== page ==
With winter almost over, there’s no doubt in my mind that there will be no “winter of discontent”. Streets across the country are devoid of the anticipatory buzz that is a mundane precursor to any significant upheava. With the grizzly attack on Trudy Stevenson, theHarare North MP the main faction of the MDC pounded in the last nail on their coffin. And with this failure to deliver, Morgan Tsvangirai and his cronies have unwittingly failed to distinguish themselves as authentic politicians apart from the legacy of false prophets and self-aggrandizing impostures that have dominated Zimbabwe’s political landscape over the years.
Since (thankfully) the MDC does not represent the entirety of Zimbabweans who feel ZANU-PF is long past its’ due, I get asked why someone else hasn’t stepped into the void and galvanized the masses in a Nepal-style uproar. To be frank with you, on days like this I catch myself wondering what it is going to take for us, the laity in Zimbabwe, to take our destinty from the hands of fate and render our influence on what the future holds for us. In short, whither Zimbabwe; what is holding back our desire for change.
Eddie Cross thinks it’s the leadership not only in Zimbabwe but across the continent. That’s fine, I still refuse to lump an entire nation’s culpability on one single function in political machinary that makes up a succesfull country. Posterity manifestly bears out the fact that even more important than political leaders the world over, so called “followers” have consistently risen to the occasion when the leadership has failed, Nepal being the latest example.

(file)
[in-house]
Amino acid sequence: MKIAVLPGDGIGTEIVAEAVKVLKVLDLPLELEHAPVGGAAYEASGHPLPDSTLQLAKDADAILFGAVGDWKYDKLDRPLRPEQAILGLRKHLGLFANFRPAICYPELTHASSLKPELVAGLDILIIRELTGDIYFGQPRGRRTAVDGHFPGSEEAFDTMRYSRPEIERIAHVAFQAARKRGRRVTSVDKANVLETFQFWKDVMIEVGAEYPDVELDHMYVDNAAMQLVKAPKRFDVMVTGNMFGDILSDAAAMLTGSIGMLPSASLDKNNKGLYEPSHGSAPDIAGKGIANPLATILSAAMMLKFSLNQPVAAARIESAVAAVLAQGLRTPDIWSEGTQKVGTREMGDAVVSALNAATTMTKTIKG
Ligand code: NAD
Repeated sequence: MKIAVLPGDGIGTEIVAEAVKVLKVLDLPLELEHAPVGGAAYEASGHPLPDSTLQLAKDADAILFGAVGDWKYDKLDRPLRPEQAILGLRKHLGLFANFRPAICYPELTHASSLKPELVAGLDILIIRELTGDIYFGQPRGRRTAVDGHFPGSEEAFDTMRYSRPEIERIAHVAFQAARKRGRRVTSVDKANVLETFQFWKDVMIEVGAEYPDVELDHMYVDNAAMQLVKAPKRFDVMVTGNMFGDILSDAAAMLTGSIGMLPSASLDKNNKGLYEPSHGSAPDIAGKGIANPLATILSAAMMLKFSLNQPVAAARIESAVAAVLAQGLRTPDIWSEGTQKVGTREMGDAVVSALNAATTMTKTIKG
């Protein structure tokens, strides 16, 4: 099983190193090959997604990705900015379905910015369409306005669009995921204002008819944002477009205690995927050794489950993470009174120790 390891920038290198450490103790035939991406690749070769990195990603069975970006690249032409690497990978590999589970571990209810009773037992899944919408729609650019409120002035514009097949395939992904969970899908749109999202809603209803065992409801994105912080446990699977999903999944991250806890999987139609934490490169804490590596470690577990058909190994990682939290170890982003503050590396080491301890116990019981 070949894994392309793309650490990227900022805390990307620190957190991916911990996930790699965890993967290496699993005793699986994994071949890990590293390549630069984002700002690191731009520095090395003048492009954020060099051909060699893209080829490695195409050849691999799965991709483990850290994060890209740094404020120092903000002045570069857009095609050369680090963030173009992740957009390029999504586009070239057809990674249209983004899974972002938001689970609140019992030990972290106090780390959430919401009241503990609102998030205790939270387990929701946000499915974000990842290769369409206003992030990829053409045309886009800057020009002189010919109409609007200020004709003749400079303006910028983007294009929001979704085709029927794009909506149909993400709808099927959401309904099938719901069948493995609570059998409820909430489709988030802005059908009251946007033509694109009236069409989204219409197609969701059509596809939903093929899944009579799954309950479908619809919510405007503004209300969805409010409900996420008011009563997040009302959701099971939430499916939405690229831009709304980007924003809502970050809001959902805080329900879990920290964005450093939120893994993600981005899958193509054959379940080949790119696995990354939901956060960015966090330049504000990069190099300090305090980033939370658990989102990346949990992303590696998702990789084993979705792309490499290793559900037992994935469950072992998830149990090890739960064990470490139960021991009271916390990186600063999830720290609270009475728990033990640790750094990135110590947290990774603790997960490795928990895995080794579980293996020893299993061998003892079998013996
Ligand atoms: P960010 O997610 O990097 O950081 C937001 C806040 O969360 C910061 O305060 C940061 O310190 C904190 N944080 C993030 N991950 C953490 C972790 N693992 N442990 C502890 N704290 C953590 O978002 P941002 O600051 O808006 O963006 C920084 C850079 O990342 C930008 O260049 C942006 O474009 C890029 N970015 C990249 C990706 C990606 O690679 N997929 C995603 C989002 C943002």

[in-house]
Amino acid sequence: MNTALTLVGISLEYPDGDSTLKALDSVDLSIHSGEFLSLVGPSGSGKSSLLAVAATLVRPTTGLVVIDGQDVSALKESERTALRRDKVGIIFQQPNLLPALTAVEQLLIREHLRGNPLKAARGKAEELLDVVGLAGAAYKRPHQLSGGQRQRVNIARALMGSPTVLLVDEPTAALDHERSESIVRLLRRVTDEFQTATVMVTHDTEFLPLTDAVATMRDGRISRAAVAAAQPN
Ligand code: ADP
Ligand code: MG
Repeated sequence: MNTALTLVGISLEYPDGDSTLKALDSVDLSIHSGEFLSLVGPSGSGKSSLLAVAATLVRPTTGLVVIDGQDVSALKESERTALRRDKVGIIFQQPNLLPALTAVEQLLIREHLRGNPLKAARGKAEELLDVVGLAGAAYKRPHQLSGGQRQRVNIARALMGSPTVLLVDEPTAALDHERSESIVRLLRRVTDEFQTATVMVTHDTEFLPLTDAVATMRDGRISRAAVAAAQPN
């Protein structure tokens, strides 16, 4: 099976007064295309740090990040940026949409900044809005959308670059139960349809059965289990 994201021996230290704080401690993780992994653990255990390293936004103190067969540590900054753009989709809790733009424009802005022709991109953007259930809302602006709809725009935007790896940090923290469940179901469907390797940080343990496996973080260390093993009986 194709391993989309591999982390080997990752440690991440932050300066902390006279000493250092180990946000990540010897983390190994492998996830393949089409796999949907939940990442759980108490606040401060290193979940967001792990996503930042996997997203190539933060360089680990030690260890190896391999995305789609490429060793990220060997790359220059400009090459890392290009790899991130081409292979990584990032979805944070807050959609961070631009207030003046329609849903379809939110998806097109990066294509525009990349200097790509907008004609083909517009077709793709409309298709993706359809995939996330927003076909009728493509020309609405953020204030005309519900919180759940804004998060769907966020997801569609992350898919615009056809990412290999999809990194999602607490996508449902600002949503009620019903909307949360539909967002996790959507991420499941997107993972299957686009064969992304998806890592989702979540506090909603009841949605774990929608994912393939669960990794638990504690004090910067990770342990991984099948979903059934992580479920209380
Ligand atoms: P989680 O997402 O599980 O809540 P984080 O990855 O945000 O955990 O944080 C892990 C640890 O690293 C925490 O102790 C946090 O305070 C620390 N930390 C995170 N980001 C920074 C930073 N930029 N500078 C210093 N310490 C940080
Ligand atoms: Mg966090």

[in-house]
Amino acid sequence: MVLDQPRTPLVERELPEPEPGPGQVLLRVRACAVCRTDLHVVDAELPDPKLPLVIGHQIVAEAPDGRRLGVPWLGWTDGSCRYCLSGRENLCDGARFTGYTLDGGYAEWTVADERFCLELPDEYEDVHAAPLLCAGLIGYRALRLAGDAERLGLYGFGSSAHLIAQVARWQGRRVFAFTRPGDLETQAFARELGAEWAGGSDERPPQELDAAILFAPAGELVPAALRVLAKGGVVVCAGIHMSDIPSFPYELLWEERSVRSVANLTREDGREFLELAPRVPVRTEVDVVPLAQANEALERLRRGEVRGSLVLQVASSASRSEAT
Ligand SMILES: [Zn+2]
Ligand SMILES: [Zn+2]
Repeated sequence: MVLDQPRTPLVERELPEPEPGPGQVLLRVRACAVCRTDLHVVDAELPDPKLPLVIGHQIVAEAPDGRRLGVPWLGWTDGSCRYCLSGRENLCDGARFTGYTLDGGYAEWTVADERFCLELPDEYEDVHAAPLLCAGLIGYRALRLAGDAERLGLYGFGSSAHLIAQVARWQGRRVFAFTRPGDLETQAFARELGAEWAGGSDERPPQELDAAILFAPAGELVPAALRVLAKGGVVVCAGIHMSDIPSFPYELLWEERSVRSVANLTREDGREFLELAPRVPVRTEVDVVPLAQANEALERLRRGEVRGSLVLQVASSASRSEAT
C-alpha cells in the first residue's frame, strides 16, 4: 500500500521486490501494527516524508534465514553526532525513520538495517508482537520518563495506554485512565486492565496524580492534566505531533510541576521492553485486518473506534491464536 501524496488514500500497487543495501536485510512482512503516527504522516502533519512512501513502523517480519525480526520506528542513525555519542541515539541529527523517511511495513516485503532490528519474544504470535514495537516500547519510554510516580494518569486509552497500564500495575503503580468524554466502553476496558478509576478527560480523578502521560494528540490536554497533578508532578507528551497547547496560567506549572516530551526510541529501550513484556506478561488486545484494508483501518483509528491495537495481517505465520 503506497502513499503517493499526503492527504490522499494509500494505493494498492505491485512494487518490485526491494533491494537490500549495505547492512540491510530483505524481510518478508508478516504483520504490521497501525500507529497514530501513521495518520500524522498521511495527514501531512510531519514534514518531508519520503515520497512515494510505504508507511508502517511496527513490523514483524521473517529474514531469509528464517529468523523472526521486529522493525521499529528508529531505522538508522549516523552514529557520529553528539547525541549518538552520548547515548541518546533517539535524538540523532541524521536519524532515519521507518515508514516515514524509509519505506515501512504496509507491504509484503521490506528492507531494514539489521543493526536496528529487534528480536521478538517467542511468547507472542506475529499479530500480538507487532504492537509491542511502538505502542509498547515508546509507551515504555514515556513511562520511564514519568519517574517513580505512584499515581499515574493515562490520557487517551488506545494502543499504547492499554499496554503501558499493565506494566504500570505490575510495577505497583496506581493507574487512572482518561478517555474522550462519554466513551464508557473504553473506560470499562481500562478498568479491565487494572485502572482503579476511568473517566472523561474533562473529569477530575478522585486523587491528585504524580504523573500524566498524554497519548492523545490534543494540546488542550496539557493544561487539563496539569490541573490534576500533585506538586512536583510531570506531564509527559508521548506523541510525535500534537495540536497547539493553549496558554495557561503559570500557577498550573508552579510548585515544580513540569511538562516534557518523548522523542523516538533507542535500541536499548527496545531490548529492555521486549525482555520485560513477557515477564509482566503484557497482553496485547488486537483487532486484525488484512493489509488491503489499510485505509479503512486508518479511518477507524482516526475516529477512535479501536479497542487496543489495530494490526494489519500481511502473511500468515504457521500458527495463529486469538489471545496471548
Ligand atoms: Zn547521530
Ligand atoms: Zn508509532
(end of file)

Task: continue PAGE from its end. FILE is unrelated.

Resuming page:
So why not in Zimbabwe? We’ve already endure seven hears of a hellish economic meltdown. Parents have found themselves haplessly observing has the bread has been taken from their families plates, tables, and homes as inflation has roared out of control.
The answer might surprisingly simple if you were expecting a long political philosophical harangue.
It is fear.
There is no truth that has manifestedbetter itself than this; that we have a marked reticence for the unknown. From antiquity, we have always gotten by with making do with the situation that has been dealt us by fate. Zimbabweans developed a rare muster for survival during the imperial age when our means of production where taken from us. Later on when the colonialists refused to accord black Zimbabweans access to the economy and political power, we resourcefully got by. This precedent prevailed unchanged even after independence when the entire population learned to brace themselves during Mugabe’s numerous political philosophy oscillations. One moment it was socialism, the next it was capitalism: today there was ESAP, tomorrow it was NEPAD. Through all this Zimbabweans managed to survive.
It is this that ability that has kept us from pouring out onto the streets. If you come to Zimbabwe today you will be taken aback by the sheer genious that is enabling people to make ends meets.
But that ability has morphed into a thin vale for our fear a true change in the status quo. We refuse to let go of the familiar chosing instead to endure suffering with the miscreants we know. This is why talks of a post Mugabe Zimbabwe have failed to take off. We just can’t be brought to conceive of a Zimbabwe without Mugabe.
I am acutely aware that a large part of reticence of the public to step up the pressure on government stems from the fact that we have never done so in the past. We can’t handle the thought ourselves in the drivers seat of our own future. We are afraid of political self determination because we never really enjoyed this privilege.
Until the laity in Zimbabwe get over that little big fear, democracy will, sadly remain a distant dream in the distant future. But things can change so I remain hopeful.